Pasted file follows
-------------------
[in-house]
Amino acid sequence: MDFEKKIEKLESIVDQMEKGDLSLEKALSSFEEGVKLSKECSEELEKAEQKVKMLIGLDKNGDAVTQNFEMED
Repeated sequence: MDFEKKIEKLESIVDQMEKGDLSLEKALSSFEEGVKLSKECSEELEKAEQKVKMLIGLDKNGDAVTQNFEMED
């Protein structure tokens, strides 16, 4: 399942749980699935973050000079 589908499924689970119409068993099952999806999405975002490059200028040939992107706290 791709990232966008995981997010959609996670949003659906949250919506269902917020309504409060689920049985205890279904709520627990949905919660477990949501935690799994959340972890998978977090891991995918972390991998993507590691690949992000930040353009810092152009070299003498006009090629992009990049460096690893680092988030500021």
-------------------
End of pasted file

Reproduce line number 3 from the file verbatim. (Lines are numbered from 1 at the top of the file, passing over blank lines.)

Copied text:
Repeated sequence: MDFEKKIEKLESIVDQMEKGDLSLEKALSSFEEGVKLSKECSEELEKAEQKVKMLIGLDKNGDAVTQNFEMED